Sometimes there are summers when you buy a kindle so your reading can easily be packed for your escapes, and sometimes there are summers when reading itself is the escape–that is the story of this one. Embracing NYC summer isn’t my strong suit, unless it’s after sundown, and with my limited travel this year, I think I nerdily broke some personal records for number of books consumed.
I spent most mornings in July on my fire escape drawing and painting and making my way through Natalie Goldberg’s (author of one of the best books on the writing process, Writing Down the Bones) The Great Spring. In this one she writes about the connections between writing and meditation, and how intertwined her practices of each have become over time. The other nonfiction was a bit darker in nature, including Sleeping with the Enemy, (about Coco Chanel’s Nazi ties during World War Two), Brain on Fire by Susannah Cahalan (fascinating and informative story about the rare autoimmune disease she survived), and Dog Medicine (about how author Julie Barton made it through severe depression with the help of her golden retriever).
I read a lot of fiction about modern families (A Blue Spool of Thread, Among the Ten Thousand Things, The Nest, Did You Ever Have a Family) and the one I would most highly recommend is Imagine Me Gone by Adam Haslett. It is about how a family deals with the depression and severe anxiety of the father and one of the sons. Haslett’s fictional account has roots in his own familial experience and as he tells the story through the voices of the wife and children, a reader gets a thorough picture of how people cope (or not) through incredibly poignant writing with a dose of dark humor.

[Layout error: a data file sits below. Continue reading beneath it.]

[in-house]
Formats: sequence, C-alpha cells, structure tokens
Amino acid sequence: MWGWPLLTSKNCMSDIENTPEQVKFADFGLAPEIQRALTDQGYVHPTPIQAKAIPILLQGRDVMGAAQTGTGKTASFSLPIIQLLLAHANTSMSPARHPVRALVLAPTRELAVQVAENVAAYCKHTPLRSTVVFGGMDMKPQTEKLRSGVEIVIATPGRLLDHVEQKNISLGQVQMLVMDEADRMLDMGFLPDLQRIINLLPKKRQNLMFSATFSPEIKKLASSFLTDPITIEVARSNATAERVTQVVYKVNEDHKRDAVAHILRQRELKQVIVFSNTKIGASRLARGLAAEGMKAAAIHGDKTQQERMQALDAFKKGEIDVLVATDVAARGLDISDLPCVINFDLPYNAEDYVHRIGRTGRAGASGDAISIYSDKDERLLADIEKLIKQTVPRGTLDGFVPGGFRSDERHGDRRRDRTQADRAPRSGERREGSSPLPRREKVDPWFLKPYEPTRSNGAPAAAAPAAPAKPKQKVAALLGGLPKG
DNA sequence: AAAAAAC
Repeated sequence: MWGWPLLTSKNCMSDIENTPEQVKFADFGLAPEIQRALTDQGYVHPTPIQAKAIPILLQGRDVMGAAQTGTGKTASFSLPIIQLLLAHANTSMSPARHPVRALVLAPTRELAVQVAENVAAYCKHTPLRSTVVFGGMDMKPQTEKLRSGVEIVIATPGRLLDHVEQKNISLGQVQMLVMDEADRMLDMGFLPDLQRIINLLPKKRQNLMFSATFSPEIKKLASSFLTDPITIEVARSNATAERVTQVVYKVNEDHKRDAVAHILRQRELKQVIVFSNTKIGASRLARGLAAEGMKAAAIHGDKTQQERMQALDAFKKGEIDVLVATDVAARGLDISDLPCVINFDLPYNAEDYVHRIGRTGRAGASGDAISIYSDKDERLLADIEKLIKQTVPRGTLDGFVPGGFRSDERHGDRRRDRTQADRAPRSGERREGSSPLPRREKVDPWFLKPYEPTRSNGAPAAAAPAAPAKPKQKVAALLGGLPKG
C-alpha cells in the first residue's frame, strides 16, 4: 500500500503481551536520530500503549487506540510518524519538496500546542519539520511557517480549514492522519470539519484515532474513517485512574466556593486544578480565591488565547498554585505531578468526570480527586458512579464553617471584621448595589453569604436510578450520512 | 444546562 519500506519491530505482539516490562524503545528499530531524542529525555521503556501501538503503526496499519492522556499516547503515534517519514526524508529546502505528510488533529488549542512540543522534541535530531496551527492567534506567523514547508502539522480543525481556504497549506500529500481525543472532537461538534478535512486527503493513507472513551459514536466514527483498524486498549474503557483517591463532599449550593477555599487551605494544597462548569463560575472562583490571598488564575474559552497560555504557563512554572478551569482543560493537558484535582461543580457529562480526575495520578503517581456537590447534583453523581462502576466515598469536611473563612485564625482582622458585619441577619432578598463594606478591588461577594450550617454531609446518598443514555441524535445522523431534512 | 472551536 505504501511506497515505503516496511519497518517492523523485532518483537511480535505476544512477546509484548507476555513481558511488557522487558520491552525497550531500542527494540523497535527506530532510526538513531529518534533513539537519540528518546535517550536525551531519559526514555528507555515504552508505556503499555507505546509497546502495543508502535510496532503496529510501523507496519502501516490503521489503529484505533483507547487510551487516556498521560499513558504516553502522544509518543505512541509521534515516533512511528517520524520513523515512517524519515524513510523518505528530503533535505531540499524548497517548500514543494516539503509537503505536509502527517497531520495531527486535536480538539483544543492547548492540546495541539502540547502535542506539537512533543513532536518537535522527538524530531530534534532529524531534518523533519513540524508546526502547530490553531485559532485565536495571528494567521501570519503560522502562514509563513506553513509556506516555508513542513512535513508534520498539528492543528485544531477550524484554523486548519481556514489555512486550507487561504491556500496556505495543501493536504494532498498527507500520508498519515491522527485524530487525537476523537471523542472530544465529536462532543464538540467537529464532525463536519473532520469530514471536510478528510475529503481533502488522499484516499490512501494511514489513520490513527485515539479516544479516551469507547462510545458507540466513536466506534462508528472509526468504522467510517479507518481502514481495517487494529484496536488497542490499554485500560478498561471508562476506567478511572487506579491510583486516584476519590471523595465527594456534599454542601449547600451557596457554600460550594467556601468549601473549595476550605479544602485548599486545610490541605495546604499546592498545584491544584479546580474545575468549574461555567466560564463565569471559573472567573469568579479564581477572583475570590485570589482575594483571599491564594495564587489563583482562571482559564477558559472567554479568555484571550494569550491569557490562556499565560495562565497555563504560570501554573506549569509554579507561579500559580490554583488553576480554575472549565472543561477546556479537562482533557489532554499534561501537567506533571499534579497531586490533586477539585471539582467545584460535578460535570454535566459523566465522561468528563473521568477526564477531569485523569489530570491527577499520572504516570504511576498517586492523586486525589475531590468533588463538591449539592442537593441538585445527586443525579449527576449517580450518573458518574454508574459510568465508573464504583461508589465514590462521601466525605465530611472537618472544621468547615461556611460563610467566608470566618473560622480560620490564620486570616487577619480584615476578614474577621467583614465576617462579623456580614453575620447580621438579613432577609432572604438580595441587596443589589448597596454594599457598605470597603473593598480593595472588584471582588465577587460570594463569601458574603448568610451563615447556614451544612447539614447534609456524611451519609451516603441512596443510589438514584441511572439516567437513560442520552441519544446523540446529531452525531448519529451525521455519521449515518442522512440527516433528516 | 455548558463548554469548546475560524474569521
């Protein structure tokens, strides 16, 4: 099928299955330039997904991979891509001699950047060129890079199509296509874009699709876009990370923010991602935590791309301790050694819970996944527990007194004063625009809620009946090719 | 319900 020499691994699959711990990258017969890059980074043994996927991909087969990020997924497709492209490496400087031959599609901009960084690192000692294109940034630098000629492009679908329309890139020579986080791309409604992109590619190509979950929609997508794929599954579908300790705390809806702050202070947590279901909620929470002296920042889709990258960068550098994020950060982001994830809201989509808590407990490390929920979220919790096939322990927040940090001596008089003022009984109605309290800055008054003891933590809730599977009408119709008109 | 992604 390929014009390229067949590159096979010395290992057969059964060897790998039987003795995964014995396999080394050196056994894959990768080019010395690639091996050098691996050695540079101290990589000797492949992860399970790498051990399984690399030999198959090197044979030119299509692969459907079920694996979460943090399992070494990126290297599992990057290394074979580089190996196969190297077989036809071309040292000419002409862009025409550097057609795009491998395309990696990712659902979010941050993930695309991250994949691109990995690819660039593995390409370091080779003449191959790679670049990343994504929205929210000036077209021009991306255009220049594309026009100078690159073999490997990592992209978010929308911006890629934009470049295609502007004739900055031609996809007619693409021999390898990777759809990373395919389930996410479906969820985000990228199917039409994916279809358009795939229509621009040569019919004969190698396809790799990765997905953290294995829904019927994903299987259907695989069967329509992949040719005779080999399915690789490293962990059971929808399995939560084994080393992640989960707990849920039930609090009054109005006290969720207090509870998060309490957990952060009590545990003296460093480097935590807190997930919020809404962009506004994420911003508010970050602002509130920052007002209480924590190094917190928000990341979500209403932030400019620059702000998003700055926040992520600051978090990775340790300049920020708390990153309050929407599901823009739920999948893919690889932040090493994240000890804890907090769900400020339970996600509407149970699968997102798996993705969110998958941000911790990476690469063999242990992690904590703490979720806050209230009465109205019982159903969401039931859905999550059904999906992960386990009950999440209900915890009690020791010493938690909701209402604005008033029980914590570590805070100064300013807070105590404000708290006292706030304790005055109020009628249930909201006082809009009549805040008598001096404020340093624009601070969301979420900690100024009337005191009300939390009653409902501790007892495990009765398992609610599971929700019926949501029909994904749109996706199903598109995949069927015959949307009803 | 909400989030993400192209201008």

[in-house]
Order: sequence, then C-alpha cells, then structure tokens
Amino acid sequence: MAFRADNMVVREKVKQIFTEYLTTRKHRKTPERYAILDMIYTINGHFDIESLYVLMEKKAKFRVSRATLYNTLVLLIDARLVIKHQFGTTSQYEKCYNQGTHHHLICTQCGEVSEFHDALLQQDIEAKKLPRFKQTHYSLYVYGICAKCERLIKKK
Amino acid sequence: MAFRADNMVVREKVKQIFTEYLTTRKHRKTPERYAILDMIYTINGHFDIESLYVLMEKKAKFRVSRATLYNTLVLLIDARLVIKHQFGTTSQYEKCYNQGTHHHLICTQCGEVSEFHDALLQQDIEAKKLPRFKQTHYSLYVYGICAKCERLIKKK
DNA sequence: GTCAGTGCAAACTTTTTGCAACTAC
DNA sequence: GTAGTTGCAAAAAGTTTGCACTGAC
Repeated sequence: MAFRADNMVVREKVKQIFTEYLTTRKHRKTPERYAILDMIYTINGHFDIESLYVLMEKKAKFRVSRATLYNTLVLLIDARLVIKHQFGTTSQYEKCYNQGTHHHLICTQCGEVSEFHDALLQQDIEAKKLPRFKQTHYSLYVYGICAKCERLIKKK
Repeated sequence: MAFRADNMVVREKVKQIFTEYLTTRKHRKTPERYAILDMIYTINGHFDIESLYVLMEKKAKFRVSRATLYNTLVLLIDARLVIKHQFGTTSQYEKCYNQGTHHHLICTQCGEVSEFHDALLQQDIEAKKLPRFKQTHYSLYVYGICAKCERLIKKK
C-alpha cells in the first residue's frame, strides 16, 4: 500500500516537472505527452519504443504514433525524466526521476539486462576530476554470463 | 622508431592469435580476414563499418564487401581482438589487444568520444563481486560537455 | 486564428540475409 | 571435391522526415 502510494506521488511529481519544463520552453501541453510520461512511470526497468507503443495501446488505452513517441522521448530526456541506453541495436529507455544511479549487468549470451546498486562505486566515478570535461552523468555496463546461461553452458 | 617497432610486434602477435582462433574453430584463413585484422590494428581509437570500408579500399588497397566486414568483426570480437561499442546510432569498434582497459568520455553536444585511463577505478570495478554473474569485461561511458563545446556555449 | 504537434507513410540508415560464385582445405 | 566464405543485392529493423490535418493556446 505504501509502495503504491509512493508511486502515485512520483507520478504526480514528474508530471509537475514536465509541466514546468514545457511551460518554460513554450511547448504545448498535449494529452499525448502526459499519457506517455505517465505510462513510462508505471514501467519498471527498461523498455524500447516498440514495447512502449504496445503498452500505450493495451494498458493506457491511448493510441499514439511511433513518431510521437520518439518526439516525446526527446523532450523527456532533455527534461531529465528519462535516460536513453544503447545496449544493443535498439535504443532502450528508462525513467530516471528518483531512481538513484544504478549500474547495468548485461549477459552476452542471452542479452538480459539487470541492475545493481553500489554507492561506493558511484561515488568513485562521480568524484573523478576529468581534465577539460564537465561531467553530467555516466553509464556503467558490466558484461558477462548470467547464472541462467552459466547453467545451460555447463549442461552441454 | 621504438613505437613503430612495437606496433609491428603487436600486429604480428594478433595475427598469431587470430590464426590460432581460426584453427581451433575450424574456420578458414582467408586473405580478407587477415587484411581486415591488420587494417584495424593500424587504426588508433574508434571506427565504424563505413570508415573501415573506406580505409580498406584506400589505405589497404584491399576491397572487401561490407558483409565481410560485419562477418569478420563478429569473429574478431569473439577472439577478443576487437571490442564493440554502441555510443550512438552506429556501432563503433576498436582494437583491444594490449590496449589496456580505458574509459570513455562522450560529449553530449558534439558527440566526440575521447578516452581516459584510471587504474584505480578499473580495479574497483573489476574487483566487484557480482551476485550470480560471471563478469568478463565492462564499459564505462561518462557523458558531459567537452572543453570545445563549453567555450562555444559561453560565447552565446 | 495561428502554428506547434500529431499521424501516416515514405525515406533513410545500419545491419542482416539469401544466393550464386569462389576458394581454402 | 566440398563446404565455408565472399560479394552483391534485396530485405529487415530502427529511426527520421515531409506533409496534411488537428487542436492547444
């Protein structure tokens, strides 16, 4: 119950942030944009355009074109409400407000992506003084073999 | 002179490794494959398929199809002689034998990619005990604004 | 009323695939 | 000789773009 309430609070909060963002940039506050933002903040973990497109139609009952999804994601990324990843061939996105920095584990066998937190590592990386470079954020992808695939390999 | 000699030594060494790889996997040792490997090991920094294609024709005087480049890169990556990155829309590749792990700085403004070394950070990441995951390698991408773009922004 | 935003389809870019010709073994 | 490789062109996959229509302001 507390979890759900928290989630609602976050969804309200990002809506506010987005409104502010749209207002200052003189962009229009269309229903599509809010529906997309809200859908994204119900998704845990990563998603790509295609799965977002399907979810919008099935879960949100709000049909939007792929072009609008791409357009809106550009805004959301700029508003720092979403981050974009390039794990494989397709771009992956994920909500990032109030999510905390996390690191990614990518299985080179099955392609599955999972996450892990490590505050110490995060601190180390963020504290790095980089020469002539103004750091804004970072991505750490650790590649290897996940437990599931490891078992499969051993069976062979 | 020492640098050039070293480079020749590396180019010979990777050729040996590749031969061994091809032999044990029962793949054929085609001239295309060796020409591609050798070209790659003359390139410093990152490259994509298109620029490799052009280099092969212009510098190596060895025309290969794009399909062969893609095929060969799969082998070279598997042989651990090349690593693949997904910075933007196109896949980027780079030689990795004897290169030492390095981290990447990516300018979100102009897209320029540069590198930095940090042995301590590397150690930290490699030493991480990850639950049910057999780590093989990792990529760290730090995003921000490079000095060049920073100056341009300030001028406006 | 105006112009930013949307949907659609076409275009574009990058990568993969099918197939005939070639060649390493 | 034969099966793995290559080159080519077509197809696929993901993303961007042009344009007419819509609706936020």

The truth that stood out to me the most in the majority of the fictional characters I read this summer (who are representative of the majority of people I pass on the street? I don’t know.) is that people are unhappy. But. The thread of hope I found in some of the fiction stories and much of the nonfiction is trying to be truly present in the moment can assuage that reality a bit. Not worrying about what has passed or what may be ahead, not mindlessly scrolling at other people’s 140 characters or pictures, but looking for the beauty in the moment. This is a recurring theme for me–a roller coaster of a theory that I haven’t mastered, but the more I read, the more I want to try.
My most recommended book, though, is actually a young adult novel: All American Boys. It tells the story in two voices: of a black teenager wrongfully arrested and beaten by a white police officer, and a white teenager who witnessed the event. Both narrators wrestle honestly with questions our nation faces–and with nuance, an art rarely seen in most mainstream media. I tell students books can be mirrors–that help us see ourselves, and books can be windows–that help us see others. Way more than any of the adult-level fiction I read this summer, this book was hands down the most thought provoking and important.
All this to say, I am excited to get back to work in a few days. I can’t wait to talk about All American Boys with my students, and I’m pretty excited to think about reading as more than just an escape, though it was the perfect medicine for this particular summer.